Mobility is often defined as the joint’s ability to move through its full range of motion without interference. For everyday tasks, our joints are designed to move in a large range of motion and in different directions to allow us to complete a variety of movements. Having sufficient mobility ensures that the joints are efficient in their full range and so the body can safely produce good amounts of force in any position without increasing the chance of injury. However, having a sedentary lifestyle, completing repetitive movements from a sport, or having poor posture causes the body to compensate and develop movement dysfunctions. Because of this dysfunction, the joint is unable to go through is full range and this leads to an increase musculoskeletal pain or increases the risk of injuries. For example, if your occupation is primarily desk work, you will tend to sit in a slouched position for prolonged periods of time. Because of this, the muscles that assist with shoulder setting and maintaining an upright posture (middle to lower trapezius and rhomboid muscles) become weak as they are not being activated. If mobility exercises are not completed, the body will compensate and will keep the muscles that internally rotate and elevate the shoulders active. Therefore, you will develop a slouched posture. From this, joint stiffness occurs, and pressure is placed on the cervical and thoracic spine thus causing musculoskeletal pain.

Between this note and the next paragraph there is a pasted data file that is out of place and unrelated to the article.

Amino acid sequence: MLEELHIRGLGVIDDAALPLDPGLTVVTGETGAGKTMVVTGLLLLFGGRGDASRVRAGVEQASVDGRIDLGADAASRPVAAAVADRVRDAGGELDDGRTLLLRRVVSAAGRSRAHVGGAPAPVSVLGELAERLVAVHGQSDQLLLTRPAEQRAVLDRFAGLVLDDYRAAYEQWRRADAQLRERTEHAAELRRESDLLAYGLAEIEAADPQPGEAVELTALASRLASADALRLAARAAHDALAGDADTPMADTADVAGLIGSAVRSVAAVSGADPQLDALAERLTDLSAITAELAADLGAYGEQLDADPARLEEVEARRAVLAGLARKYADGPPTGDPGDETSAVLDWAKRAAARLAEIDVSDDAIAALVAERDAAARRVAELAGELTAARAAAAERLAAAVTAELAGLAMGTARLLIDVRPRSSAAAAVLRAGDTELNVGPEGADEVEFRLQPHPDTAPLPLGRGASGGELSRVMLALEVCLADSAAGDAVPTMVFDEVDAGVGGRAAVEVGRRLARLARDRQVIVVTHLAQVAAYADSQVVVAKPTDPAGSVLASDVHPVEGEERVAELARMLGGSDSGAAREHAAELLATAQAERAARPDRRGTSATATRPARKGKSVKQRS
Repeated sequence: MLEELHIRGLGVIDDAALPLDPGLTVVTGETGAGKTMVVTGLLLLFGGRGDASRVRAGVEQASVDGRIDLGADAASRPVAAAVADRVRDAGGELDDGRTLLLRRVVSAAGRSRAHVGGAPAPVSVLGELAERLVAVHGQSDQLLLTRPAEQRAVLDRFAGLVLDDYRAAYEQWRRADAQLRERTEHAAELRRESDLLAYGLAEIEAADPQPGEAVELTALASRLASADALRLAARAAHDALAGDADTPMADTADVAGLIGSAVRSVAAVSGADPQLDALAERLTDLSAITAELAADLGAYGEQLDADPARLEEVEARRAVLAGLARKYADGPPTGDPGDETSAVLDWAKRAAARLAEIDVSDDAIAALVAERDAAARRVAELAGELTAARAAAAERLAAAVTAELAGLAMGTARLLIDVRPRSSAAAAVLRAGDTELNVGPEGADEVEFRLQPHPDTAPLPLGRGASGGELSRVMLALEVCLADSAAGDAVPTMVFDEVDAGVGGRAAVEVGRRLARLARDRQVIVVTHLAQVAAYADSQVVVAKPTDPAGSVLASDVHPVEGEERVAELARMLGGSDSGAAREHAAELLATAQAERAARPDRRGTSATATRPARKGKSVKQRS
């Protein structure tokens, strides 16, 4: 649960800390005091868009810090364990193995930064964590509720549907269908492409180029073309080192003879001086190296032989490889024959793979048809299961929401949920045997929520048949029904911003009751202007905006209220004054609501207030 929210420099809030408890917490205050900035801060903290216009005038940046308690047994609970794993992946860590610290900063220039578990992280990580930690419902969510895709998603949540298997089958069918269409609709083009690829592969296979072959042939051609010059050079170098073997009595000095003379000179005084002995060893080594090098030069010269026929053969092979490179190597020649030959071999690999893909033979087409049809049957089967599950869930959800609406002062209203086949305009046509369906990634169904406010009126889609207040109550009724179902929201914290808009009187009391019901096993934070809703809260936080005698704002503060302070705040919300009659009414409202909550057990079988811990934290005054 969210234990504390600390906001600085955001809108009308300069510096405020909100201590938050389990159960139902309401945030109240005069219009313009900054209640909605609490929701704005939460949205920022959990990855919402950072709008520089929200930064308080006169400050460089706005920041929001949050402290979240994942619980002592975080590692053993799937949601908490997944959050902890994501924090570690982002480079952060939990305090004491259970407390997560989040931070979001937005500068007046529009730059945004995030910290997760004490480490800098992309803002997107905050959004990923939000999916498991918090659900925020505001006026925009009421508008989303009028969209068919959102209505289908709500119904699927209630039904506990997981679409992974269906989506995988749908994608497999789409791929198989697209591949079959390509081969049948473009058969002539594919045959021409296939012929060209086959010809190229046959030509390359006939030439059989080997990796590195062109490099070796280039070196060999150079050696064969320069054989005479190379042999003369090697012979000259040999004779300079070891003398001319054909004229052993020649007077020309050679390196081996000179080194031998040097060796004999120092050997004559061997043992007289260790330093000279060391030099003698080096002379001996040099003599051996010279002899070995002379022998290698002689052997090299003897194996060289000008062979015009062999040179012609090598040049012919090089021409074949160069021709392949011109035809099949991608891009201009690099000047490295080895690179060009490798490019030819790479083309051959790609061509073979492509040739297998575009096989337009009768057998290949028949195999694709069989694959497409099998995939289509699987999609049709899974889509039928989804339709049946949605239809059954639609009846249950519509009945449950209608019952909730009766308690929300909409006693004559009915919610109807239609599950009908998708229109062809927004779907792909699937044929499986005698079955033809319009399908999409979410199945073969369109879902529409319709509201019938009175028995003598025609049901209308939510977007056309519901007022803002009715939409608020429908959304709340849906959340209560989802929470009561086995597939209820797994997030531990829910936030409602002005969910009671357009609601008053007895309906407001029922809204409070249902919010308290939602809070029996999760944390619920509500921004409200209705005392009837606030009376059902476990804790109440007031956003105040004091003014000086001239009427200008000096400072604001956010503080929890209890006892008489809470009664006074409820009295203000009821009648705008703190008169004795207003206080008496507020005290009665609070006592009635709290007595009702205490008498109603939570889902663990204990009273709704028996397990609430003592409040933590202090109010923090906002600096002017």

Exercise therapy has shown to be an effective treatment tool to assist with muscle tightness and joint mobility deficits. It is integral in treating current joint pains and also to correct poor movement patterns. When we look at musculoskeletal pain, we want to take a joint approach and assess the muscles that are potentially overactive/ tight and the muscles that are not activating effectively. Seeing an Exercise Physiologist will assist with managing joint stiffness or pain, as they can assess mobility through range of motion testing, identify muscle imbalances or weaknesses, and provide an individualised exercise program to tailor to your needs.
Here are a couple of useful tips to improve your mobility and your quality of life.
- Identify what muscles that are potentially tight and incorporate mobility specific exercises to lengthen these muscles. For example, to assist with a slouched position, opening up with a thoracic rotation or completing lengthen the pectoral muscles is ideal.
- Identify the muscles that are weak or inactive and strengthen these muscles through resistance-based exercise. E.g. Completing a standing row or I-drills to help with shoulder setting and upright posture.